Whitehot Magazine

Running with Wolves: Anna Torma’s Rhizomatic Wanderlust

Anna Torma, Party With Dionysus, 2011, embroidery on cotton, Museum of Contemporary Outsider Art Collection (Mansonville, Qc)

Anna Torma

Galerie Laroche/Joncas, Montreal

Galerie Robert Poulin, Montreal

By JAMES D. CAMPBELL, February 2020

 “The map is open and connectable in all of its dimensions; it is detachable, reversible, susceptible to constant modification. It can be torn, reversed, adapted to any kind of mounting, reworked by an individual, group, or social formation. It can be drawn on a wall, conceived of as a work of art, constructed as a political action or as a meditation. Perhaps one of the most important characteristics of the rhizome is that it always has multiple entryways …"

-- Gilles Deleuze & Felix Guattari, A Thousand Plateaus: Capitalism and Schizophrenia [1]

“When a person embroiders, they work, exactly half of the time, in the blind, with the needle coming up from the underneath. This continual approximation of space is a training in haptics, space according to feel and without visible guidelines to follow. Embroidery goes through a surface—and comes back in order to make its mark. The unseen is necessary to the mark.”

-- Jill Magi, “Stitches in excess: Embroidery as model for social thought and art.” [2]

Anna Torma’s fearlessly stitched and radiant cartographies are anchored in her own lived experience but afford viewers a sense of universal truths. Her craft-based creative practice has a long history of incubation in the production of large-scale hands-on embroideries that are powerfully new and even radical in mien.

This Hungarian-Canadian fibre artist (b. 1952) is a born storyteller who draws upon a wide array of textile traditions and techniques, including appliqué, felting, photo transfer, collage, and quilting. She has come far from the rag dolls of her childhood in rural Hungary, scavenging imagery from diverse sources such as medical anatomical drawings, folk art, and even her own children's drawings. Whether working with fine silk, raw hemp, mercerized cotton, man made fabric or found needlework, Torma makes all those materials irremediably and recognizably her own.

Anna Torma, Snakes, 2013, embroidery on silk

I recently experienced a terrifically engaging Torma embroidery of a wolf pack on the prowl, with a coven of snakes all about entitled Snakes (2013, embroidery on silk, 42 x 51”). Their feral profiles, open jaws and suggested loping gaits left a powerful impression upon me. The dovetailing, the map-like unfurling of the narrative and the latent sense of menace, gave a whole new meaning to the European fairy tale Little Red Riding Hood. It is as though she is channelling the ghost of Pieter Bruegel the Elder. Torma, this woman who runs with wolves both literal and figural, has executed something of a masterwork here. 

If you were to arrest her stitching at any given single point, you would never achieve a clear sense of where she is heading. Until she has reached the threshold, that is, and then her logic seems pellucid and unassailable. Rigorously worked layers build towards a seamless whole where image and text speak in flux, unison and poetry. What seemed inchoate or disconnected upon first inspection suddenly finds resolution as the expansive cartography reaches its outward limit, and a visually indissoluble and pristine work is born.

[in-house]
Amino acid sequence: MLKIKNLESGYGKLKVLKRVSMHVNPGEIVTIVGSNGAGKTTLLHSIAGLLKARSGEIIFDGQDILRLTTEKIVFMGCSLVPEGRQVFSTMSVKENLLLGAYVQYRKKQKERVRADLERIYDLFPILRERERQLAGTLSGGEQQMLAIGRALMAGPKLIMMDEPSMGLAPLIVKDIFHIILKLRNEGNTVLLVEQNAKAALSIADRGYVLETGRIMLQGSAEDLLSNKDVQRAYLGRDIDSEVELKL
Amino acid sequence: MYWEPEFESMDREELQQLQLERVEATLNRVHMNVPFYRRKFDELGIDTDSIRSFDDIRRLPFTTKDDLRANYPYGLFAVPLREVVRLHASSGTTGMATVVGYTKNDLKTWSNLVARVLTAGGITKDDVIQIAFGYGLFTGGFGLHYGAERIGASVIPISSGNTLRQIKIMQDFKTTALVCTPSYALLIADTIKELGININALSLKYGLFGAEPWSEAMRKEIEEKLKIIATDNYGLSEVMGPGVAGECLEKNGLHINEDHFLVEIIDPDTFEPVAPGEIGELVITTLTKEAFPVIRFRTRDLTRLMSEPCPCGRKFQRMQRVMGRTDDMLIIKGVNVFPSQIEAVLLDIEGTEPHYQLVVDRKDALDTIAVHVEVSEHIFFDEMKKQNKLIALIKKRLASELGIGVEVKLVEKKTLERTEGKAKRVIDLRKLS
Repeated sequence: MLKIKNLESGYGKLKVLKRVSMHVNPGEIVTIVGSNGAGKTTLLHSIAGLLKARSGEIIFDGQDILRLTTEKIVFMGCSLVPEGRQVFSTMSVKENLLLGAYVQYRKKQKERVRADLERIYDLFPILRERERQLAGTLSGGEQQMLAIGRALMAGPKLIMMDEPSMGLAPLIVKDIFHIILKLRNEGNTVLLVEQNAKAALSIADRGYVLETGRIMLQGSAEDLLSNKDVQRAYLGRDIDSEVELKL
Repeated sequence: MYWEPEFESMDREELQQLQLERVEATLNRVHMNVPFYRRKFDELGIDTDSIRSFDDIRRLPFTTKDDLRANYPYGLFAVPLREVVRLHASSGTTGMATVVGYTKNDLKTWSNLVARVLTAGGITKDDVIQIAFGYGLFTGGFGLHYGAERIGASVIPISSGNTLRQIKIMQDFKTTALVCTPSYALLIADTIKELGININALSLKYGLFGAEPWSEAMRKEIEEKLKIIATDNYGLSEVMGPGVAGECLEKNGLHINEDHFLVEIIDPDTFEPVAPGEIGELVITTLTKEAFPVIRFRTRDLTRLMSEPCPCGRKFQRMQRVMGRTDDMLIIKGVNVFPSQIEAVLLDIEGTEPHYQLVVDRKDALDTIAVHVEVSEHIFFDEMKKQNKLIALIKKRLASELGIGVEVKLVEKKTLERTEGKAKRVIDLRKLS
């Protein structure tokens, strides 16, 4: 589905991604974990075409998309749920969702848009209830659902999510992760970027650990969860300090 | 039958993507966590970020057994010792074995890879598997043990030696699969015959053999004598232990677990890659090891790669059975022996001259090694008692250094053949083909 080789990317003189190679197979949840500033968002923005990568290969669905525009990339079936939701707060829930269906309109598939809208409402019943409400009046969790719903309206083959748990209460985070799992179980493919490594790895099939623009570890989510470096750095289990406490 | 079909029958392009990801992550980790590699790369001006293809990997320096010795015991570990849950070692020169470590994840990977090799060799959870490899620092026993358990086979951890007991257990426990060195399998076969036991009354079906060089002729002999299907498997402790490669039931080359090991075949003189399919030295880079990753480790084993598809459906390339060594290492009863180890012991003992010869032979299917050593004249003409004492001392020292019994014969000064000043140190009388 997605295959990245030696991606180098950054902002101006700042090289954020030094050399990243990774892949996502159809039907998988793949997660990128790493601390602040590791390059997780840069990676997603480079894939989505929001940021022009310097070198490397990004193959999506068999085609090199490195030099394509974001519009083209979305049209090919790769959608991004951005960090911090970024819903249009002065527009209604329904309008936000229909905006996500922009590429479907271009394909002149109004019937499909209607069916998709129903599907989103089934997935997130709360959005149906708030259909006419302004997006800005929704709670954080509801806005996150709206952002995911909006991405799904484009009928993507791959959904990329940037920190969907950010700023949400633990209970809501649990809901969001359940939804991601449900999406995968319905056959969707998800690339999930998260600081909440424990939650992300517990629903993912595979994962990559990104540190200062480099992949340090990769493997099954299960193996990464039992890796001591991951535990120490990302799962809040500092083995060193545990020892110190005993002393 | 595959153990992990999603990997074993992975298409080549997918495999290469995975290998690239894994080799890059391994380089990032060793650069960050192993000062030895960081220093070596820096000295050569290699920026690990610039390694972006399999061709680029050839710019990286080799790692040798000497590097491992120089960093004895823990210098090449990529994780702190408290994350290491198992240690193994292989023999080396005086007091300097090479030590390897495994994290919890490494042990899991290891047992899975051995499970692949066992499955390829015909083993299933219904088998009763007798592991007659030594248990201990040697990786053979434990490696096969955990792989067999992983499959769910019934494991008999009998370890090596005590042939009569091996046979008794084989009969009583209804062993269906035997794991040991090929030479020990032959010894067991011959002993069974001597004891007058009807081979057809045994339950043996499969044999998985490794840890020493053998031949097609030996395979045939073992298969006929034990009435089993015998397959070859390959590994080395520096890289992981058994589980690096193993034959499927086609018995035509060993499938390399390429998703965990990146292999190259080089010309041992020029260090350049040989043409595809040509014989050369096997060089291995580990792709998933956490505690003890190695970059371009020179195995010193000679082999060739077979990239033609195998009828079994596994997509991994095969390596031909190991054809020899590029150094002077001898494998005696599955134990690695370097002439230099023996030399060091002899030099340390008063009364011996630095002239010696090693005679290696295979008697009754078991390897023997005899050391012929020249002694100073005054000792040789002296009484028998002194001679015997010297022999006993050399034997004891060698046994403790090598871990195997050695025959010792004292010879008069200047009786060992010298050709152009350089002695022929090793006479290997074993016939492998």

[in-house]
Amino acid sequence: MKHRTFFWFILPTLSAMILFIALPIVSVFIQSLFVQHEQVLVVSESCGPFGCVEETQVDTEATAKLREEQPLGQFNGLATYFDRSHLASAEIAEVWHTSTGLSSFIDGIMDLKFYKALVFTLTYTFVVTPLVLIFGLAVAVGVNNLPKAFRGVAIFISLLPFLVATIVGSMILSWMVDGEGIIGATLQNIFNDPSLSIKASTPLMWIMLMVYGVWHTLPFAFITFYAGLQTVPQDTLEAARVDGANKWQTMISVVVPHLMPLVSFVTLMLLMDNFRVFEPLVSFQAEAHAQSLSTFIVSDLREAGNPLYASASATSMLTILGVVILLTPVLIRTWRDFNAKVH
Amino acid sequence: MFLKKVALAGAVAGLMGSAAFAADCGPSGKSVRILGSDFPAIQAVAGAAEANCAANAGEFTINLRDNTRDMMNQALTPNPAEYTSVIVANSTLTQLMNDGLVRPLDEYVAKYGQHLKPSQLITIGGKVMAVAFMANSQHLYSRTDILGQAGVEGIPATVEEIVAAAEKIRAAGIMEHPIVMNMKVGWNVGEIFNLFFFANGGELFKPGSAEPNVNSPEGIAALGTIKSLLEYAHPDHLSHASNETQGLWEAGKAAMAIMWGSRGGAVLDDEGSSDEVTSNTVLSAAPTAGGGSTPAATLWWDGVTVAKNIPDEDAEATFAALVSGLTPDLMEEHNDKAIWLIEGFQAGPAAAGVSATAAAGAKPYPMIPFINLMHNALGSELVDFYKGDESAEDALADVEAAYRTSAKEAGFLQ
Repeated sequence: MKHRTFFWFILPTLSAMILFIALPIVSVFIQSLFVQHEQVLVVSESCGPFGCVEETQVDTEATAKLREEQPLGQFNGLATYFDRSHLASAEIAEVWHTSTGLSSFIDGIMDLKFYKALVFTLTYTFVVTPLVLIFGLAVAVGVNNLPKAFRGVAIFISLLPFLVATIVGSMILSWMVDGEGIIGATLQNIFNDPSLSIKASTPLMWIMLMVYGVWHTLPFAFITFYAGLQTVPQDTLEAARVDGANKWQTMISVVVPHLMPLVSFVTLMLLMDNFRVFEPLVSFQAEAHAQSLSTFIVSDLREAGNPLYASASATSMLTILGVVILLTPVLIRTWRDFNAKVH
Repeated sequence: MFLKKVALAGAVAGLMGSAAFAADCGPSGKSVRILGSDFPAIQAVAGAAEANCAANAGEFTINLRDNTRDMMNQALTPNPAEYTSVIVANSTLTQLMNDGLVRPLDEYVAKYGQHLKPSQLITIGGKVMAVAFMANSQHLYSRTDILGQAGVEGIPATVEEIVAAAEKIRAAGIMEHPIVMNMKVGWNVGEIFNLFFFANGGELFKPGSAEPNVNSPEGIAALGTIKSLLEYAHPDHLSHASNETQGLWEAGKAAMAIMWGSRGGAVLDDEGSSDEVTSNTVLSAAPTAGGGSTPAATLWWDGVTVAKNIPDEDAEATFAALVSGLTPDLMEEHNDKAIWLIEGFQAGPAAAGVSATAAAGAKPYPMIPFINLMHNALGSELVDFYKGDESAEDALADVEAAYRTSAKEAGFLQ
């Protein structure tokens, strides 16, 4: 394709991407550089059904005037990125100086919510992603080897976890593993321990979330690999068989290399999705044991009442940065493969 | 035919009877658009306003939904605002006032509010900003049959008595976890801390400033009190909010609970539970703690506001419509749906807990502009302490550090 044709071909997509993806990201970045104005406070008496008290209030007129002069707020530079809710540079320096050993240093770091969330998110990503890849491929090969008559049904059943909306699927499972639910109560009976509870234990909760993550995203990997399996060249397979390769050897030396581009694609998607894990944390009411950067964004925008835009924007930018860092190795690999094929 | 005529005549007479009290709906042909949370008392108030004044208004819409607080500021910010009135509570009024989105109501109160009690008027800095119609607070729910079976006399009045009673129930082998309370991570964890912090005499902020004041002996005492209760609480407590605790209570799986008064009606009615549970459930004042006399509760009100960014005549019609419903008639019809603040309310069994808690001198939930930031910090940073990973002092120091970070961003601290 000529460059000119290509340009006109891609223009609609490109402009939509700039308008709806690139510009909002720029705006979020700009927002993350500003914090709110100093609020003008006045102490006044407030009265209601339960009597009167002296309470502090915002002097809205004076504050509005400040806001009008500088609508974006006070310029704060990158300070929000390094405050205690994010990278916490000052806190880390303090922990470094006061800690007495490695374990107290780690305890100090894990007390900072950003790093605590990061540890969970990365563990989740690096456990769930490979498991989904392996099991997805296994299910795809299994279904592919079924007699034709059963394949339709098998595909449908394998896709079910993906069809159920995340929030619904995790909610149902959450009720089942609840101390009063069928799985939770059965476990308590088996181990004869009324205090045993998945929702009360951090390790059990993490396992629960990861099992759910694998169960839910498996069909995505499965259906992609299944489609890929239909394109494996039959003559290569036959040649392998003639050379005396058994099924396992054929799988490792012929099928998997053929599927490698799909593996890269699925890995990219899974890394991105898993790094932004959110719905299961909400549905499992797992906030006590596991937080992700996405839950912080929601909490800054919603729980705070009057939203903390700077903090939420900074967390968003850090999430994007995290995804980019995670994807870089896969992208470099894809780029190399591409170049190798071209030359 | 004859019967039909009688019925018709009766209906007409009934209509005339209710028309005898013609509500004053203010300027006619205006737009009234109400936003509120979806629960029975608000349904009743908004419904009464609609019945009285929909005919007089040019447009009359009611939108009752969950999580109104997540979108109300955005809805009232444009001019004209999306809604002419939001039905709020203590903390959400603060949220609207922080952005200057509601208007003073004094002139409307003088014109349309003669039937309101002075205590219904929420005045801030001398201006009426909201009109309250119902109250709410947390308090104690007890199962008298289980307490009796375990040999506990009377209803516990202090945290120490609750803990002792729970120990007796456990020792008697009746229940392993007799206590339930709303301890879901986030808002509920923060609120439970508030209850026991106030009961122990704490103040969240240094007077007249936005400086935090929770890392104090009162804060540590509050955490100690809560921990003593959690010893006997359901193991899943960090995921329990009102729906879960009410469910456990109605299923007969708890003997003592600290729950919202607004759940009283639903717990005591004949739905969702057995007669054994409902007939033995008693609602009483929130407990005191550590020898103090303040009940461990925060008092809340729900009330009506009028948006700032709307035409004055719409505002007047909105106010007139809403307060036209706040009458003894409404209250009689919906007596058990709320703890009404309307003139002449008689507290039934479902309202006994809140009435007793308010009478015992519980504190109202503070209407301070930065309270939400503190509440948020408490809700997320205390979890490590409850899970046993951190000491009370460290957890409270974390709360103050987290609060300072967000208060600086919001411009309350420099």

Perhaps this is because drawing has always been integral to her embroidery work. Torma is a highly proficient draughtsperson and she delineates sundry entities, their circumstances and surrounds, with spirited industry. Employing densely layered fabrics, images and patterns, her work makes a strong statement about both materiality and the support. In evoking a wide array of references from folktales and anatomical drawings to children’s art and art brut, Torma touches on topical themes of alienation and anomie with a delicate, surreal, and often darkly inflected humorous touch. Stitch by stitch, she marks out the latitudes and longitudes of her world with abandon and resolve.

Anna Torma, Bestiary III, 2001, embroidery on cotton, La Peau de Ours Collection

Torma, based in Baie Verte, New Brunswick., immigrated to Canada in 1988 after earning a degree in textile art and design from the Hungarian University of Applied Arts in Budapest. She was introduced to textile art at a young age. Her mother and grandmother tutored her in sewing and embroidery. She casts in high relief there themes and issues of femininity, domesticity, and ethnicity.

Influenced by artists as diverse as Jean-Michel Basquiat and Kiki Smith and her own partner, the sculptor István Zsakó, Torma’s visual language is raw, expressive and experimental. One might also call it elemental. She brings a maverick vision to works that have varying levels of accessibility and multiple entry-points. Stitching the wisdom and wherewithal of a life lived into her compositions, she offers her viewers an experience that can be profoundly moving. Her night thoughts and surreal juxtapositions yield a sense of the uncanny and unforeseen.

It is tempting and instructive to consider Torma’s work as inherently rhizomatic in its thinking as well as in its making and manifestation. Gilles Deleuze and Félix Guattari employed the term "rhizome" and "rhizomatic" to describe a web of heterogenous multiplicities, non-hierarchical entry and exit points in an acentered and labyrinthine diaspora. 

Anna Torma, Vanitas #1, 2011, embroidery on silk

Kirsty Bell, in her essay “Reproduction as Genealogy in Anna Torma’s Textile Art”, says that “Contrary to Gilles Deleuze and Félix Guattari’s conception of genealogies as linear or arborescent, Torma’s heterogeneous interpretation of them resists a tidy hierarchical structure.” [3]